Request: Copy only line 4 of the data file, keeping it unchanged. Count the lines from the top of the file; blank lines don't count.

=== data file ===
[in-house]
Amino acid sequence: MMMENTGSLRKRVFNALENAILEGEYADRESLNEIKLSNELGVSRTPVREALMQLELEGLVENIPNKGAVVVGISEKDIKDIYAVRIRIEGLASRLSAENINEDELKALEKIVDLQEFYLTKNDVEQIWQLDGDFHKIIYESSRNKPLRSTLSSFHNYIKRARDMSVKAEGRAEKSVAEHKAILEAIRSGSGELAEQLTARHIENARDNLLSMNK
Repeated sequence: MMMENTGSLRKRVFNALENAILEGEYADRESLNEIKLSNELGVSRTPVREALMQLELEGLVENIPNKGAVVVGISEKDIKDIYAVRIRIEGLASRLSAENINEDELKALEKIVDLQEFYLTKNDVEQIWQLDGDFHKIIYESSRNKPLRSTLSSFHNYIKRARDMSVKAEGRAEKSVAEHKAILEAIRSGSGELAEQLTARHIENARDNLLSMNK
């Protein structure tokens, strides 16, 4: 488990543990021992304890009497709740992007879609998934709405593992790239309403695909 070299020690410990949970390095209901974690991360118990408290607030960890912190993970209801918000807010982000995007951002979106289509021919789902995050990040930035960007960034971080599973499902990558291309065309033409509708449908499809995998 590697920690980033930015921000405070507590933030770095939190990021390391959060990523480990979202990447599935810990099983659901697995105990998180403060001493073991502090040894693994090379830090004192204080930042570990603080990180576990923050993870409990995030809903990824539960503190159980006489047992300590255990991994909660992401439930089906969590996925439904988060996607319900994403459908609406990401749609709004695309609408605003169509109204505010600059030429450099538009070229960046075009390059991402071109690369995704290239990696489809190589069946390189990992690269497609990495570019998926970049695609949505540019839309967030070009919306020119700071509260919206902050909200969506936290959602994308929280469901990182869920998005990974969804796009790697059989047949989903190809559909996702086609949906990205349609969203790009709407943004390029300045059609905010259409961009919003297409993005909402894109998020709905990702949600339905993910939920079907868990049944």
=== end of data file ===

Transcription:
């Protein structure tokens, strides 16, 4: 488990543990021992304890009497709740992007879609998934709405593992790239309403695909 070299020690410990949970390095209901974690991360118990408290607030960890912190993970209801918000807010982000995007951002979106289509021919789902995050990040930035960007960034971080599973499902990558291309065309033409509708449908499809995998 590697920690980033930015921000405070507590933030770095939190990021390391959060990523480990979202990447599935810990099983659901697995105990998180403060001493073991502090040894693994090379830090004192204080930042570990603080990180576990923050993870409990995030809903990824539960503190159980006489047992300590255990991994909660992401439930089906969590996925439904988060996607319900994403459908609406990401749609709004695309609408605003169509109204505010600059030429450099538009070229960046075009390059991402071109690369995704290239990696489809190589069946390189990992690269497609990495570019998926970049695609949505540019839309967030070009919306020119700071509260919206902050909200969506936290959602994308929280469901990182869920998005990974969804796009790697059989047949989903190809559909996702086609949906990205349609969203790009709407943004390029300045059609905010259409961009919003297409993005909402894109998020709905990702949600339905993910939920079907868990049944």